Moments of Wonder

In the closet of my childhood bedroom there are rows and rows of shoeboxes, each one carefully labelled in black permanent marker: Bagamoyo 2002, Zanzibar 2004, Pt. Roberts 2006. Inside each box is a treasure trove of beach glass, small bits of driftwood, and oddly shaped pebbles that have been collected from every beach I traveled to as a child. Holding a smooth and twisted piece of driftwood in my hand, I can conjure the smell of seaweed and the wonder I felt when I first held this small piece of wood.

Where did it come from? What forces sanded and warped it into its present shape? How did it arrive on this beach? I imagined a strong tree, grown from a tiny seed, that crashed down in a storm. I imagined strong currents that carried the tree many miles away until it reached an ocean. I imagined sand and rocks in the water, smoothing and shaping the tree until all that was left was the gnarled piece of wood that I held in my hand. As a child, I could spend hours marveling at the objects and organisms I found on the shore.

As an adult, I know it’s very important to leave things as they are–and the only things I take with me are photos–but the sense of wonder I experienced in my youth remains as strong as ever. I think those childhood experiences are what keep drawing me back to quiet and beautiful natural places. I can still spend hours watching a creek flow, marveling at the forces that created a boulder, or sketching a leaf I’ve never seen before.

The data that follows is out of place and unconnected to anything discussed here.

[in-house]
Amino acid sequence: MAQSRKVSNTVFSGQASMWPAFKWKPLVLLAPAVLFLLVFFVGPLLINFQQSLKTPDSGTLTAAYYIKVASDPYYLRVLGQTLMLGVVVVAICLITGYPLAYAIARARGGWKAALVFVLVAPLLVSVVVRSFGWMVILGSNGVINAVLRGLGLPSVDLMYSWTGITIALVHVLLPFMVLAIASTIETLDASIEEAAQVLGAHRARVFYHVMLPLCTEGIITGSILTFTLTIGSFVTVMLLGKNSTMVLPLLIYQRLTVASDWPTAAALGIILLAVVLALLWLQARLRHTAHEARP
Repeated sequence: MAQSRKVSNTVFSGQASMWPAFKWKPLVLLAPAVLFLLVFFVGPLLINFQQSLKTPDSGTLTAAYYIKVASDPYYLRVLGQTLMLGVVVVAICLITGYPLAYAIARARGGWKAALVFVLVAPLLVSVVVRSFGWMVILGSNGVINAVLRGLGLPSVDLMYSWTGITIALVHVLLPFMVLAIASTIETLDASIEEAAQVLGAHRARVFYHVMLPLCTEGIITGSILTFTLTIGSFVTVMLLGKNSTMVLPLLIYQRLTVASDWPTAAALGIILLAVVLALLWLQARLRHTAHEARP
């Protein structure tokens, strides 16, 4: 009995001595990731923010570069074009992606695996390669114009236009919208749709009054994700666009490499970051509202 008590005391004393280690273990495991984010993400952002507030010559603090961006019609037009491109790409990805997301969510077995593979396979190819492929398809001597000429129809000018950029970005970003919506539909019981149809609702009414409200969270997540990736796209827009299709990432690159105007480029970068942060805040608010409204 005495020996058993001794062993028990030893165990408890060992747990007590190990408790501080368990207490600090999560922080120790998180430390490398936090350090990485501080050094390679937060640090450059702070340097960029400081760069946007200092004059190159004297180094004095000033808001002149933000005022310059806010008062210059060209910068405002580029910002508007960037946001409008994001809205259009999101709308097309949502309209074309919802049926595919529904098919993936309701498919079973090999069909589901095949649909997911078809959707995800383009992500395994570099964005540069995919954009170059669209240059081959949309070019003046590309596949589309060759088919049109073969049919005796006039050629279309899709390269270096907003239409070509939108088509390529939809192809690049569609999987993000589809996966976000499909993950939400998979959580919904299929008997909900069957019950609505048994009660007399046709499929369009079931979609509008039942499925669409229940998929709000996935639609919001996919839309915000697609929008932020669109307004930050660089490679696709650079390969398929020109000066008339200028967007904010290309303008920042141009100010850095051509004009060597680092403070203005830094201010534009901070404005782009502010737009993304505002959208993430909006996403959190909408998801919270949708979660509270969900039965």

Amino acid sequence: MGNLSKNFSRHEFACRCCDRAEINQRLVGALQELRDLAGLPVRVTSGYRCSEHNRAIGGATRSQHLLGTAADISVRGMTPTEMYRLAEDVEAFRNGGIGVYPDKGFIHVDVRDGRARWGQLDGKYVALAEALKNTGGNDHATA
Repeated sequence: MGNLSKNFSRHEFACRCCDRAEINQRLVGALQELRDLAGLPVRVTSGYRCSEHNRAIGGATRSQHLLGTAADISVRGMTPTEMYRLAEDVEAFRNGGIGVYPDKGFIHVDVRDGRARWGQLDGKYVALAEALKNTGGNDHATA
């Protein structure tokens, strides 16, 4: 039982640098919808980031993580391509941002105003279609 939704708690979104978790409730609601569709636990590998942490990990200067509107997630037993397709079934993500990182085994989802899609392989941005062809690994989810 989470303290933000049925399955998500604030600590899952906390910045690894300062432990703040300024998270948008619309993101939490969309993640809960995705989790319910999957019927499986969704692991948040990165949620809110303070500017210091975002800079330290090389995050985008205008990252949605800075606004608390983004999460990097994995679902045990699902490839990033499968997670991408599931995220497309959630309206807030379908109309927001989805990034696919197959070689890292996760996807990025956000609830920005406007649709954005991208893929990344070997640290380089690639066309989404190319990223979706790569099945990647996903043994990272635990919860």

Here at the Columbia Gorge Ecology Institute we focus on place-based education because it connects people to the places and spaces where they leave. We provide students with opportunities to experience wonder as they explore the Gorge and learn about the ecosystems within it. During my first week here I found a collection of notes and sketches from students that had been left in a field trip bin. As I sorted through the pile I encountered the following poem and was struck by how deeply it resonated with me:

“I wonder about the tall, tall / Trees / I wonder about the small, small leafs / I think and I wonder / about the wonderful nature / And I ask, / how much do I know?”

These are questions that I am wondering myself as I experience the Columbia Gorge for the first time. I am finding my own moments of wonder in each day, and I know that there will be many more to come as I continue to learn about the ecosystems of our forest (and shrub-steppe!) home. I look forward to sharing this new year of learning and exploration with students from across the Gorge as we experience moments of wonder–together.

~Kestrel

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